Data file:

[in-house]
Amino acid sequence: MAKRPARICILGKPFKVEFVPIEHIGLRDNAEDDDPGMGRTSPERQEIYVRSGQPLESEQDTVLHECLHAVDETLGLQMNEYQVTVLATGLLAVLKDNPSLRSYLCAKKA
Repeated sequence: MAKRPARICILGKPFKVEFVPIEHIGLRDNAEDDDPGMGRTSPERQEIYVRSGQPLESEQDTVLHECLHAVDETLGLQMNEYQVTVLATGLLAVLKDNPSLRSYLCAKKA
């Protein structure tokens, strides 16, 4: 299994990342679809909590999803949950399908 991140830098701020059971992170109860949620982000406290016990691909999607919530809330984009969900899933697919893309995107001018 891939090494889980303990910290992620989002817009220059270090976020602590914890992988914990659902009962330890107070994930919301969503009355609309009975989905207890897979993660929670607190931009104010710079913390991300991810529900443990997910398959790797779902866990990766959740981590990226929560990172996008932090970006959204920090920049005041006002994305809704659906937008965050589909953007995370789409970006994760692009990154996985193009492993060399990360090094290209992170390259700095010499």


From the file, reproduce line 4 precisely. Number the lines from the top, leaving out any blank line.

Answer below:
């Protein structure tokens, strides 16, 4: 299994990342679809909590999803949950399908 991140830098701020059971992170109860949620982000406290016990691909999607919530809330984009969900899933697919893309995107001018 891939090494889980303990910290992620989002817009220059270090976020602590914890992988914990659902009962330890107070994930919301969503009355609309009975989905207890897979993660929670607190931009104010710079913390991300991810529900443990997910398959790797779902866990990766959740981590990226929560990172996008932090970006959204920090920049005041006002994305809704659906937008965050589909953007995370789409970006994760692009990154996985193009492993060399990360090094290209992170390259700095010499």